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Apple pays $25 million in settlement with patent troll

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Apple has agreed to pay $25 million to settle a patent infringement lawsuit brought by Network-1 Technologies, which was suing over a patent from 1999 that basically just describes a simple file system function. "The present invention relates to an operating system in which documents are stored in a chronologically ordered 'stream,'" the patent begins.

Apple gets additional patent licenses out of the deal

The patent originated at Yale in 1996. Its creator then founded a company called Mirror Worlds, which began a long-running and expensive lawsuit against Apple. That lawsuit — involving this very same patent — resulted in a $625 million judgement, which was later overturned. The patent then was sold to Network-1, which followed up with a new lawsuit. That's the one being settled today.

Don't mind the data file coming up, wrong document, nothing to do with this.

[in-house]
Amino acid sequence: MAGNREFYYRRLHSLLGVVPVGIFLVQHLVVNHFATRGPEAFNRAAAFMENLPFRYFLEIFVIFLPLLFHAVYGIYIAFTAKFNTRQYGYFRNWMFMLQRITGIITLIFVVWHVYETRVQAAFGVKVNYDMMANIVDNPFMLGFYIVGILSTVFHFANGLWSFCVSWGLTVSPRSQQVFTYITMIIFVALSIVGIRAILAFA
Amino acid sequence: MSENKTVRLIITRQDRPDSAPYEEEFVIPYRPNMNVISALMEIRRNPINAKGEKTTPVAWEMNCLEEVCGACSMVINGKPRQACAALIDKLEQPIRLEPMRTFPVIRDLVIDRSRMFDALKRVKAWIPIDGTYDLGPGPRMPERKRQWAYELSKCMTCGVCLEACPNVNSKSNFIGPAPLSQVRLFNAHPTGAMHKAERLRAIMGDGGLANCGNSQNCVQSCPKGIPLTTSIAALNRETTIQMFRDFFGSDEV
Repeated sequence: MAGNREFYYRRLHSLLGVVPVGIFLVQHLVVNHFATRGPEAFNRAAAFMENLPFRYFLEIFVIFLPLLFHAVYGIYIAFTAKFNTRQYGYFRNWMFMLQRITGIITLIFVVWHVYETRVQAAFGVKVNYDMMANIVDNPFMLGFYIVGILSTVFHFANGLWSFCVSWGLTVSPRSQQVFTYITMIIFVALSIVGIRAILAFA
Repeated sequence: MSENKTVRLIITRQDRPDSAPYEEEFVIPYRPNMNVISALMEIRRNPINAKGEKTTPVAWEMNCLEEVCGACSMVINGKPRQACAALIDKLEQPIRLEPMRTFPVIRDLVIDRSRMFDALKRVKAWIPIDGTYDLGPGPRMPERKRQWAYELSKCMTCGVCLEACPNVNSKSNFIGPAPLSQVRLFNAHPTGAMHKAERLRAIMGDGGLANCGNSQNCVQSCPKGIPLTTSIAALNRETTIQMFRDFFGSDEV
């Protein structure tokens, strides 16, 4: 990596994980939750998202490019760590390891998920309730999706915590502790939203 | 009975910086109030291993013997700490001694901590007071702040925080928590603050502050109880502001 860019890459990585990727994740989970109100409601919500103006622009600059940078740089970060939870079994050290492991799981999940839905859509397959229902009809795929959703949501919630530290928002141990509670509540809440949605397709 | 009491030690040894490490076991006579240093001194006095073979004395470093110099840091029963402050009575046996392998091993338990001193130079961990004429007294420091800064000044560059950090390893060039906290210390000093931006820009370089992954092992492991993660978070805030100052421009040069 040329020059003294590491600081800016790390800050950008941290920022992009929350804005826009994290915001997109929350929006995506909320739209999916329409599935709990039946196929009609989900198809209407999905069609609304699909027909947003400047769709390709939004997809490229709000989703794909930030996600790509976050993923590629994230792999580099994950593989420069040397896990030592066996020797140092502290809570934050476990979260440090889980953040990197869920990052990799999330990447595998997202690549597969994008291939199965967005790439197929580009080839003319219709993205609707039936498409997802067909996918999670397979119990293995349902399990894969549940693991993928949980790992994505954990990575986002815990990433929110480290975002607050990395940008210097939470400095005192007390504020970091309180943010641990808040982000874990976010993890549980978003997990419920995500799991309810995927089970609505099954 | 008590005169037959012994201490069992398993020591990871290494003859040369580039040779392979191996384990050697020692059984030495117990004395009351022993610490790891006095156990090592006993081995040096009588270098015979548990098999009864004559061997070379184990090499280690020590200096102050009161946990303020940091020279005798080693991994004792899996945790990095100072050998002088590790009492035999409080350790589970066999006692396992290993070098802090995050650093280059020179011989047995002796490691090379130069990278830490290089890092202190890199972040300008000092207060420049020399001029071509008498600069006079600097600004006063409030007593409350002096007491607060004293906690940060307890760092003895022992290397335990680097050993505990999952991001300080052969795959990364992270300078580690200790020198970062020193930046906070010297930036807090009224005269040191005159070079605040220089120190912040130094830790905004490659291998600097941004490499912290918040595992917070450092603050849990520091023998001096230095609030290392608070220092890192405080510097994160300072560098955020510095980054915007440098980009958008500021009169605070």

As part of the settlement, Apple is also receiving licenses to other Network-1 patents. That's likely a precautionary measure to avoid additional litigation from Network-1. Microsoft recently paid $4.6 million to end a lawsuit over the same patent at hand today. Apple declined to comment.

Correction July 8th, 7:15PM ET: The Supreme Court did not overturn the earlier patent case, as this article initially stated; it denied review, leaving intact a ruling overturning the judgement.